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Markers/Short Reads: Nov 1, 2004

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Researchers completed the genomic map of ocean-dwelling, single-celled diatom Thalassiosira pseudonana. The research team, consisting of more than 45 scientists from 26 institutions, says that information gleaned from the genome so far shows how the organism functions in its environment and uses nitrogen and fats, among other things.

Michael Bozik joins the Pittsburgh Life Sciences Greenhouse, where he will serve as entrepreneur-in-residence. Bozik was previously vice president of R&D and business operations in the worldwide consumer medicines and specialty pharmaceuticals division at Bristol-Myers Squibb.

Scientists at French institutes CNRS and Genoscope published their analysis of a polydnavirus genome sequence, a symbiotic virus that lives inside of parasitic wasps, indicating how the organism acts as a biological weapon. CNRS was also involved with another partner, the National Reference Center for Legionella, in sequencing and comparing two strains of Legionella pneumophila, the bacteria that causes Legionnaires’ disease.

DeCode Genetics won a five-year, $23.9 million contract from NIAID to uncover genetic factors linked to susceptibility to vaccine response — particularly smallpox — and infectious diseases, such as influenza and tuberculosis.

NIH announced the first recipients of its Director’s Pioneer Award, a program aimed at supporting particularly innovative scientists working in biomedical research. Each recipient will get $500,000 per year for five years. Winners include: Larry Abbott, George Daley, Homme Hellinga, Joseph McCune, Steven McKnight, Chad Mirkin, Rob Phillips, Stephen Quake, and Sunney Xie.

The Rheumatoid Arthritis Genome Project received $100,000 in funding from the Arthritis Foundation Nebraska Chapter. The genome project is designed to identify genetic factors linked to the autoimmune disease rheumatoid arthritis.

TIGR announced that this year’s GSAC would be its last. Now in the 16th year of the meeting, organizers said they had “decided not to move forward” with it in the future. Instead, the Venter Institute will plan the event, expecting it to be at Hilton Head, SC, next year.

The National Institute on Drug Abuse awarded a four-year, $6 million contract to Gene Logic for preclinical safety and pharmacology studies focused on developing medications for the treatment of drug addiction.

German array company Febit, founded in 1998, filed for insolvency and finally went out of business after launching its first product close to a year ago.

MWG Biotech expects to get rid of its microarray and lab automation divisions. Exact plans were not clear as MWG said it would consider various options for divesting the units. Going forward, the company will focus on its genomic synthesis business.

The Scripps Research Institute snared a $14.5 million, five-year grant from NIGMS for a center focusing on structural biology research and innovative membrane protein technologies.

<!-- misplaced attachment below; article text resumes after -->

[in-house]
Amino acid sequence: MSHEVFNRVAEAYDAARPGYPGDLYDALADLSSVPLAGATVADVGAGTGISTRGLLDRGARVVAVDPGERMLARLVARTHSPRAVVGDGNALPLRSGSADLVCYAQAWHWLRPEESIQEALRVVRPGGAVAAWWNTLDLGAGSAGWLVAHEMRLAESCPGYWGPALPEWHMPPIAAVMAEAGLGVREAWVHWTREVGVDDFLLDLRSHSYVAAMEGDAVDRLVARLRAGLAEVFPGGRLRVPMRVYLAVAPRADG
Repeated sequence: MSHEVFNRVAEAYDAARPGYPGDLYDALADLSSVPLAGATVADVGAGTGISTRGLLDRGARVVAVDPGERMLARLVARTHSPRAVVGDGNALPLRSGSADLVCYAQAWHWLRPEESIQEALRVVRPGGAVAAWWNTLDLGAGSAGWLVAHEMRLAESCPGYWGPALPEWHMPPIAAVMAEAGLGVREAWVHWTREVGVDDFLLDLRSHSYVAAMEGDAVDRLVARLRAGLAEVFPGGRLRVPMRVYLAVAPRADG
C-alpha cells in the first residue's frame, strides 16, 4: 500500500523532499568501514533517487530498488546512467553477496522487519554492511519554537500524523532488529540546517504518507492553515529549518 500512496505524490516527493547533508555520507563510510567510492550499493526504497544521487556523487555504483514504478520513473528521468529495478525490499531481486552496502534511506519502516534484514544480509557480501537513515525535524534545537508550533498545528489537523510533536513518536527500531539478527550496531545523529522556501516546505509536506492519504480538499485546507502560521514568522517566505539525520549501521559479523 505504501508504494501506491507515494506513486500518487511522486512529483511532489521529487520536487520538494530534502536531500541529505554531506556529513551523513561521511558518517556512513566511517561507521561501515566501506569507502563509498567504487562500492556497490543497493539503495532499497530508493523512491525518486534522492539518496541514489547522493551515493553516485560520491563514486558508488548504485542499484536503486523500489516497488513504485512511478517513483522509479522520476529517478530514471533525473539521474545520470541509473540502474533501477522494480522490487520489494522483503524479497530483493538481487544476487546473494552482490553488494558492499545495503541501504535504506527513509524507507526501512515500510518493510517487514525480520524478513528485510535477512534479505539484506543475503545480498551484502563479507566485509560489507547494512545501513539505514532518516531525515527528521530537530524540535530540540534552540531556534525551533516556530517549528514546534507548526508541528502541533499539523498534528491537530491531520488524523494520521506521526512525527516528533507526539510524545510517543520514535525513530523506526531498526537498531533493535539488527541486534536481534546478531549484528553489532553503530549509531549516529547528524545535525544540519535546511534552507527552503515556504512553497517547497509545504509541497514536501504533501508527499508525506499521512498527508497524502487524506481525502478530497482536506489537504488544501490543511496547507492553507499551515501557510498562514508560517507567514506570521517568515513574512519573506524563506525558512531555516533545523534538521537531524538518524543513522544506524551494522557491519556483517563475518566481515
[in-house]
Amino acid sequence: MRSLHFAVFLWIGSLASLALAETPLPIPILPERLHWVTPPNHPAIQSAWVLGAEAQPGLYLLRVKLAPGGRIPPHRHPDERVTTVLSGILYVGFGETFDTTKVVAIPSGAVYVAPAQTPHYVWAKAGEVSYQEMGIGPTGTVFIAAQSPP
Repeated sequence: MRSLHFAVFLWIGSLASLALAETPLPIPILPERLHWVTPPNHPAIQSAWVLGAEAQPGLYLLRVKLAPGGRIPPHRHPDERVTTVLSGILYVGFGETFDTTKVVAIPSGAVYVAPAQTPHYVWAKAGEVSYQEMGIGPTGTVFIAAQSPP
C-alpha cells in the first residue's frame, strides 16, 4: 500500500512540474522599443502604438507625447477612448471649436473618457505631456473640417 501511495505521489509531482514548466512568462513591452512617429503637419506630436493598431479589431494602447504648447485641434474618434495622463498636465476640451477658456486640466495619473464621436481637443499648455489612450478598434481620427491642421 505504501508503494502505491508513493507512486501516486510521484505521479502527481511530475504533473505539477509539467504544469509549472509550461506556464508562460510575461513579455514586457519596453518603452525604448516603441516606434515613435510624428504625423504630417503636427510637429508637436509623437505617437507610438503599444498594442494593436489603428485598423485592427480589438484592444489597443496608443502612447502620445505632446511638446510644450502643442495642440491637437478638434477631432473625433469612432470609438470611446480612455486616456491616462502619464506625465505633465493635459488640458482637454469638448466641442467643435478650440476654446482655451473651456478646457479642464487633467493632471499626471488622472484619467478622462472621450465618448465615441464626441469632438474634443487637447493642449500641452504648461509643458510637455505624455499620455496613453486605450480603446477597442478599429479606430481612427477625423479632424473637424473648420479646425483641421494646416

Agilent signs on to work with Icoria on a drug-reaction bioinformatics project funded by an $11.7 million grant from the National Institute of Standards and Technology. Agilent replaces Lion Bioscience, which withdrew from the project.

NCI issued two grants worth a combined $10 million to Emory University and Georgia Institute of Technology to develop nanoscale tools for linking molecular signatures to cancer and probes for imaging cancer.

Members of the $53 million Bovine Genome Sequencing Project deposited the first draft of the cow genome into public databases. Sequencing was led by Richard Gibbs at Baylor College of Medicine.

Sigma-Aldrich signed an exclusive, worldwide license to produce and sell Rubicon Genomics’ whole-genome amplification technology.

ParAllele BioScience joins forces with Novartis and will genotype heart disease patients to discover new SNPs in candidate genes for the pharmaceutical company.

Genaissance Pharmaceuticals has two genotyping agreements with the USDA. Genaissance will develop assays to determine the origin and parentage of beef and dairy cows, as well as assays to determine susceptibility of sheep to scrapie.

Maurice Wilkins, who helped solve the structure of DNA by providing X-ray images of DNA, died in early October at the age of 88. Along with James Watson and Francis Crick, Wilkins won the Nobel Prize for Medicine in 1962.

Cellular Genomics has named Udo Klein to fill a newly created position of senior vice president of drug development. Klein, 52, comes to Cellular Genomics from EntreMed, where he led the company’s small-molecule therapeutics R&D effort.

Researchers at Johns Hopkins University and the University of Chicago have won a three-year, $3.2 million grant from NIMH to study SNPs using Affymetrix microarrays in samples from 465 families affected by autism.

William Knight joins Bruker Biosciences as chief financial officer. Knight most recently served as CFO of Anika Therapeutics, and has held similar positions at Zycos, NMT Medical, and Zoll Medical.

The Scan

Removal Inquiry

The Wall Street Journal reports that US lawmakers are seeking additional information about the request to remove SARS-CoV-2 sequence data from a database run by the National Institutes of Health.

Likely to End in Spring

Free lateral flow testing for SARS-CoV-2 may end in the UK by next spring, the head of Innova Medical Group says, according to the Financial Times.

Searching for More Codes

NPR reports that the US Department of Justice has accused an insurance and a data mining company of fraud.

Genome Biology Papers on GWAS Fine-Mapping Method, COVID-19 Susceptibility, Rheumatoid Arthritis

In Genome Biology this week: integrative fine-mapping approach, analysis of locus linked to COVID-19 susceptibility and severity, and more.